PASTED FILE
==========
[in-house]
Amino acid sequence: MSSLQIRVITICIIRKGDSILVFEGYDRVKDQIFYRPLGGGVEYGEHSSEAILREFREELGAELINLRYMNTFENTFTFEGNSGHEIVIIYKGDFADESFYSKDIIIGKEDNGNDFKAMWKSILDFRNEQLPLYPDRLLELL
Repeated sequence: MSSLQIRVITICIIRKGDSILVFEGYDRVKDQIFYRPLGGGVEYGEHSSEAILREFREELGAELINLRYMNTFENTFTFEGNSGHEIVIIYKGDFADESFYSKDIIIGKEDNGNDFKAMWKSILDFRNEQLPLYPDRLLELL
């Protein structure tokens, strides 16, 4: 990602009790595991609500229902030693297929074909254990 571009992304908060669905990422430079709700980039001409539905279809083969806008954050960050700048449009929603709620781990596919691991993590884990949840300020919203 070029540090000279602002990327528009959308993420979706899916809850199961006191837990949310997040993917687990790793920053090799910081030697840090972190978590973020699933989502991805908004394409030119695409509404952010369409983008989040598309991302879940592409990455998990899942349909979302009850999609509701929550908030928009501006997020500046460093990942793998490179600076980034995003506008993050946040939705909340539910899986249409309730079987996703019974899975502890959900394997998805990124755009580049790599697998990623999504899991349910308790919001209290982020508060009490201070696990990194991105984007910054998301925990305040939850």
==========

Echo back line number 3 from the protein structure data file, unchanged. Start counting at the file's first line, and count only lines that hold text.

Repeated sequence: MSSLQIRVITICIIRKGDSILVFEGYDRVKDQIFYRPLGGGVEYGEHSSEAILREFREELGAELINLRYMNTFENTFTFEGNSGHEIVIIYKGDFADESFYSKDIIIGKEDNGNDFKAMWKSILDFRNEQLPLYPDRLLELL